Earlier this year, SEC’s Office of Compliance Inspections and Examinations (OCIE) generated a report on Cybersecurity and Resilience Observations. The report addresses seven critical areas for planning your cybersecurity and resiliency strategies, one of those areas being access rights and controls.
Access rights refer to the information and resources that a user has access to and how they can interact with that information– such as viewing or modifying content. Access controls look to verify a person’s identity (authentication) and if they have permissions to do a specific activity (authorization). If your ID card gives you access to particular rooms in a building, those are your access rights. If a security panel requires facial recognition to enter a room, it’s verifying your identity and level of access to that room. This is an example of access control. Imagine what would happen if you lost your ID card which had access to an entire building. What would happen if someone used your ID card to impersonate you? These are the types of vulnerabilities that attackers prey on digitally.
Defining Rights and Reducing Damage
Human error can be costly when it relates to cybersecurity. According to Verizon’s 2019 Data Breach Investigations Report, popular methods used for causing a breach were stolen credentials at 29% and phishing at 32%. Phishing is when an attacker uses social engineering to obtain information about someone. An example would be sending you an email impersonating your bank. The email may ask for you to confirm data like your social security number or date of birth. Attackers are becoming more sophisticated, so these emails often seem authentic. Once attackers have a user’s personal information, their goal is to get as much data as they can, as quickly as possible.
It’s best practice for user rights to follow the rule of least privilege. Having minimal access means a user can only access the data and resources required to do their job. By minimizing user rights, an attacker with stolen credentials has access to a limited amount of information. For users who need access to many databases, create separate accounts to segment access.
When defining access rights, you should ask the following questions:
- What rights do users need to perform their job?
- Who is granting and approving these rights?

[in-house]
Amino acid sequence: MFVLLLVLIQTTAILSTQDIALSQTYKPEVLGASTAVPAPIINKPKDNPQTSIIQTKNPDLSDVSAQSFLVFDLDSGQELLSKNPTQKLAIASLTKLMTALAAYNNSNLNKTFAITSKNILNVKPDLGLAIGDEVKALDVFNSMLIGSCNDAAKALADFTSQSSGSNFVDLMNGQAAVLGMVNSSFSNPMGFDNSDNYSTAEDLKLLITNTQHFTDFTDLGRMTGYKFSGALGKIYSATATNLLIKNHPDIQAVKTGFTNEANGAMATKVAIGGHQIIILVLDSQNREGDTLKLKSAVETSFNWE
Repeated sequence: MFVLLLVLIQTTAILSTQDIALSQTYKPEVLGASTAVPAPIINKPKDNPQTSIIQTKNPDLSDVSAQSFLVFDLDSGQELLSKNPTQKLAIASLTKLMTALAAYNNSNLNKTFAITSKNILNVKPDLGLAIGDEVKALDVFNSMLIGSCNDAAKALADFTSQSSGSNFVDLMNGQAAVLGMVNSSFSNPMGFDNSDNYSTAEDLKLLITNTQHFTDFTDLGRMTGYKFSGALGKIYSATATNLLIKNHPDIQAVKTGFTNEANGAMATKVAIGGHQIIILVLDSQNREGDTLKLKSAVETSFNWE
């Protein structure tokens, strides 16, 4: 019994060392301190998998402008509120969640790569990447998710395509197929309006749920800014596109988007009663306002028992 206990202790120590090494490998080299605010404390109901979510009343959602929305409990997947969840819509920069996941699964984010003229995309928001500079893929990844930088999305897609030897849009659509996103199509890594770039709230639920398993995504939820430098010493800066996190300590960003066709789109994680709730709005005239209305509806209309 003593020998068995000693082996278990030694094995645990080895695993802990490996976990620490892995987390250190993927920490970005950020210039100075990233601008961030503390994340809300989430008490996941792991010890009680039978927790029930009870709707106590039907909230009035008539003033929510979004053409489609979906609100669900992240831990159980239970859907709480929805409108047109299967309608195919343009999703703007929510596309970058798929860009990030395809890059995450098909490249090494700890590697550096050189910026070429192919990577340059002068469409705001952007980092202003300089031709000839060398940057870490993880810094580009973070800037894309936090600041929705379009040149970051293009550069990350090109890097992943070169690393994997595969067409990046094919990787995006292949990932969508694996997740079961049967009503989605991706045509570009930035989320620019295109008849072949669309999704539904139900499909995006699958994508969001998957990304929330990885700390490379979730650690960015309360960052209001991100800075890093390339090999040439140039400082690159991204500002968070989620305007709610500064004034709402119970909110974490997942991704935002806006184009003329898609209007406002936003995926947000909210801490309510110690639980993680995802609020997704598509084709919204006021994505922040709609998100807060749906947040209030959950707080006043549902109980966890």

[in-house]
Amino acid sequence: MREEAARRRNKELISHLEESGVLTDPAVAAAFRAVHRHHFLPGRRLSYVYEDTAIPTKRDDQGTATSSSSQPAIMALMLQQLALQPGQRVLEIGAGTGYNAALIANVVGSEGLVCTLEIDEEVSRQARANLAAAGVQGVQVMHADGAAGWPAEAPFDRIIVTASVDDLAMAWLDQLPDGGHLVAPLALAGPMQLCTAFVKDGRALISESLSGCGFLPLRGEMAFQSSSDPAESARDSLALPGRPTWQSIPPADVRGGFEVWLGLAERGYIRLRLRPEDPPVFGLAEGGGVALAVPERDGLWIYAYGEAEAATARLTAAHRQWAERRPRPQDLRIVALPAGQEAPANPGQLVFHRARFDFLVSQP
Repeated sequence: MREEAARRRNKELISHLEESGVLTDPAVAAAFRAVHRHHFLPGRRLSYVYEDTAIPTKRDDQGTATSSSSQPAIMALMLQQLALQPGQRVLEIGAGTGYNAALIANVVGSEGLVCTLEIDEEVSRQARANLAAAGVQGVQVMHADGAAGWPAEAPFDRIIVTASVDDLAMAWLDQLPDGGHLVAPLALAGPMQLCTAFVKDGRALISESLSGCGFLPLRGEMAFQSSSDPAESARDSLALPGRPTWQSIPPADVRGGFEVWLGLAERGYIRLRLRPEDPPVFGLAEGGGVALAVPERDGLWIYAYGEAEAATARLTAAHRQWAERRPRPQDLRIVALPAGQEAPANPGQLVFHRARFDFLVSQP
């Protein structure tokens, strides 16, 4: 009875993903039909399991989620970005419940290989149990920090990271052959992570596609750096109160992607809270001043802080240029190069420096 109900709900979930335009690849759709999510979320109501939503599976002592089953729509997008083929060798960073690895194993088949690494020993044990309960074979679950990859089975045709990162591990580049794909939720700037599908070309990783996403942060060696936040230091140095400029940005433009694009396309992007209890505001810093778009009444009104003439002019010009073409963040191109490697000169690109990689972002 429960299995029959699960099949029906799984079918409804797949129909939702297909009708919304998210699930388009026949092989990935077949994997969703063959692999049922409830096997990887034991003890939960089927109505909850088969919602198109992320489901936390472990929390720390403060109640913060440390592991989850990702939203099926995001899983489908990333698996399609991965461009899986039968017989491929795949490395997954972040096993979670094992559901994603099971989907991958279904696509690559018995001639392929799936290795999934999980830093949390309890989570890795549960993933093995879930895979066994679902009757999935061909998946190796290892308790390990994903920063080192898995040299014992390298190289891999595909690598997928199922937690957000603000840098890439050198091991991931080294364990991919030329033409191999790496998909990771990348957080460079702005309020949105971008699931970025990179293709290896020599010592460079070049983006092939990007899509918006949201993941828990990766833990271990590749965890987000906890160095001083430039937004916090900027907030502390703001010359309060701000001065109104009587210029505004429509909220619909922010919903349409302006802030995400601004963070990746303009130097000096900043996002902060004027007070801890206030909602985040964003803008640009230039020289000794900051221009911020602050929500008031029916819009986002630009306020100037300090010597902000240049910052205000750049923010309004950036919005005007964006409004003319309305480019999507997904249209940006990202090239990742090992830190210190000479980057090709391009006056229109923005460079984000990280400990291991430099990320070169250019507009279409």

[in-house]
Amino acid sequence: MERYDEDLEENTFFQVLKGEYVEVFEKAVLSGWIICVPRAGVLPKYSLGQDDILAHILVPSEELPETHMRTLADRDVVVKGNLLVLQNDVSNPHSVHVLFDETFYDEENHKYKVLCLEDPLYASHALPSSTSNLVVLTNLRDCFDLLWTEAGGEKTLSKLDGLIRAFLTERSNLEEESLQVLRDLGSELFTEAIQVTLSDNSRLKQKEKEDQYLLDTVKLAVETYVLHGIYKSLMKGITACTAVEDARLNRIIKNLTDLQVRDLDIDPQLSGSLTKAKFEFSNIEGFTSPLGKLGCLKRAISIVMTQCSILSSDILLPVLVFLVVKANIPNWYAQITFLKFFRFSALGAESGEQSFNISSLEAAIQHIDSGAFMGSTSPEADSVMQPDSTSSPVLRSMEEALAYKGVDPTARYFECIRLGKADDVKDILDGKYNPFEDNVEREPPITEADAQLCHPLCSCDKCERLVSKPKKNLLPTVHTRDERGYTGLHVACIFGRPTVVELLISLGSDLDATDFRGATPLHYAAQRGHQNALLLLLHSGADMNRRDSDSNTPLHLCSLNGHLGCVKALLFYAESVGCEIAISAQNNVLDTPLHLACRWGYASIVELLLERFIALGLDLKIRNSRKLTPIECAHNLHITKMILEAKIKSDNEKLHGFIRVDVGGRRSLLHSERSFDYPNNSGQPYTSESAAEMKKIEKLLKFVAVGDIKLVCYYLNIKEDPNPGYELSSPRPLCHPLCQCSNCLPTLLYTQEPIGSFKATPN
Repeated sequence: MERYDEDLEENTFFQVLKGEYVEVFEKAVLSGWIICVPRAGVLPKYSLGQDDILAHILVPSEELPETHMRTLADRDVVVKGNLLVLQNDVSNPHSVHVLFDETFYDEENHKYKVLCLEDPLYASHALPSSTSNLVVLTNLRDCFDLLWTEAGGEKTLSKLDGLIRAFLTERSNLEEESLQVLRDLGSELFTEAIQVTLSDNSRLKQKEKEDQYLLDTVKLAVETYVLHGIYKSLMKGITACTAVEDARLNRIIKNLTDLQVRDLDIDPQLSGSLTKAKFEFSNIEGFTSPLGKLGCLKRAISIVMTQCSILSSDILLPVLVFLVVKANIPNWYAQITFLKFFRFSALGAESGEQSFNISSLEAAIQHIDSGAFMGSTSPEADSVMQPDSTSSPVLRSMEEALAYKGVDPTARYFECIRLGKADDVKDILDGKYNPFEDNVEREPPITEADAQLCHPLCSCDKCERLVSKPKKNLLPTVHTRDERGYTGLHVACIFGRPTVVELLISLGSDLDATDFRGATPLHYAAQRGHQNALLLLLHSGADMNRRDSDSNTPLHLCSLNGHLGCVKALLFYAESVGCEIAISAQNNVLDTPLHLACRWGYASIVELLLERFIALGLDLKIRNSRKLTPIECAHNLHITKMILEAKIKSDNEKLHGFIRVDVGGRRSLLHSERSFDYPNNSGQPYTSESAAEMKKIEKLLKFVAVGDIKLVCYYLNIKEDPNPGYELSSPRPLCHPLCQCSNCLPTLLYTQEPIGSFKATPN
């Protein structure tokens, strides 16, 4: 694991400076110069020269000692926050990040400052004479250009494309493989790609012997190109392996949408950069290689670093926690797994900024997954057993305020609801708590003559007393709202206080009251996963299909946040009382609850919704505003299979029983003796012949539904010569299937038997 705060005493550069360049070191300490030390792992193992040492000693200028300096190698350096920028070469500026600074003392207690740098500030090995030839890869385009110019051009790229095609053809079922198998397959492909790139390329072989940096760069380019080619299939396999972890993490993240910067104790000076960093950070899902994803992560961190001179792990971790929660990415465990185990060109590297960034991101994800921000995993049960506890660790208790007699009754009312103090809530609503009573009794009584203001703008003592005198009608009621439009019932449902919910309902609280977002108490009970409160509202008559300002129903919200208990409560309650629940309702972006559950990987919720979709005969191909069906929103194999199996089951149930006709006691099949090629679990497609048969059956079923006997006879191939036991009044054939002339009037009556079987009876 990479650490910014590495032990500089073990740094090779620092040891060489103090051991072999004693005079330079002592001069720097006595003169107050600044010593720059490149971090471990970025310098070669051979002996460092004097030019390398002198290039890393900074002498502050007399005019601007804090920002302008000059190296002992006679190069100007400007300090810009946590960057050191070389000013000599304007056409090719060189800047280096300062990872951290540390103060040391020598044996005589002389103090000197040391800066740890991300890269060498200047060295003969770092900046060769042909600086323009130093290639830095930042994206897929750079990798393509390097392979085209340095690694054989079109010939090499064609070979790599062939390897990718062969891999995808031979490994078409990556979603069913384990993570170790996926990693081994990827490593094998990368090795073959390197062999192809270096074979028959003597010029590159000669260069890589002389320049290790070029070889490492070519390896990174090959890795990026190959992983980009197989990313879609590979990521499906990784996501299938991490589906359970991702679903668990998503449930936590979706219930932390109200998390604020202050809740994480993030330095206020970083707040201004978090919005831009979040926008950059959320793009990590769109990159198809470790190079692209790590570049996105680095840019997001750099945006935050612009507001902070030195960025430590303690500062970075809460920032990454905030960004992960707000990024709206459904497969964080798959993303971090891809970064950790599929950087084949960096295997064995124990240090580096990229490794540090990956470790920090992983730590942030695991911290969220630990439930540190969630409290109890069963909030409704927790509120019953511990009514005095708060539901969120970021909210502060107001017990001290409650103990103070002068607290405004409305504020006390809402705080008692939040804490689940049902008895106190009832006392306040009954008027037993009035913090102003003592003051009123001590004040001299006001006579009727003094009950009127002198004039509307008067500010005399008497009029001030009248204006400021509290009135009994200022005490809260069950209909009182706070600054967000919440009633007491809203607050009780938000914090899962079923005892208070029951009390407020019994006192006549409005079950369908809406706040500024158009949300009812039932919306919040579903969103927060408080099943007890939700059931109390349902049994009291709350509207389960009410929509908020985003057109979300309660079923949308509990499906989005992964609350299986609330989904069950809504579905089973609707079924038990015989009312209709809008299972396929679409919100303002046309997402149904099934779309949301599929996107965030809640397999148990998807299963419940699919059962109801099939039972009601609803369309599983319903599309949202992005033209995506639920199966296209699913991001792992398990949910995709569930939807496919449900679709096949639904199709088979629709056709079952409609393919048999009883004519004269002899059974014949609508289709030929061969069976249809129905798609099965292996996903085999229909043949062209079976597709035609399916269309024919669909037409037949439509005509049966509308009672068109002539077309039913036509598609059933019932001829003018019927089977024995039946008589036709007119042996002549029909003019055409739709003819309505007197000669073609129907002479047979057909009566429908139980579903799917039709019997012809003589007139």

Systems and Procedures
It’s not enough to minimize user access. Controls need to be in place to verify user identity and prevent unauthorized users from accomplishing tasks. Configuring access controls should start with policy that is backed by leadership. Policies need to be dynamic and reviewed often. With working from home becoming the new normal, there are more devices and new types of technology connecting to your business. If technology changes, so should your policies.
Implement access management procedures that minimize risk:
- Periodically recertify users. Maybe their access needs have changed.
- Enforce scheduled password updates. Require passwords to be strong.
- Use multi-factor authentication (MFA), such as sending a code via text message.
- Be aware of personnel changes and revoke credentials immediately.
Monitoring and Prevention
It’s essential to have a monitoring system in place to detect unusual activity. With advancements in technology, content governance solutions can use artificial intelligence and machine learning to monitor user behavior and learn from it. If a user doesn’t typically try to access information from Boston, the system can flag this activity and notify your IT team.
In the event of a breach, you will need to prove what measures were in place to prevent the attack. Auditors will want to know each step that was taken before, during, and after the breach. No solution can guarantee a breach won’t happen, but having the right combination of policies, access rights and controls, technology, and industry experts can reduce the amount of damage.
At Coretelligent, we provide comprehensive solutions to mitigate cybersecurity and compliance risk. See how our CoreArmor solution can help lower your cybersecurity risk and increase your peace of mind. Contact us at 855-841-5888 or via email to firstname.lastname@example.org for a complimentary initial consultation.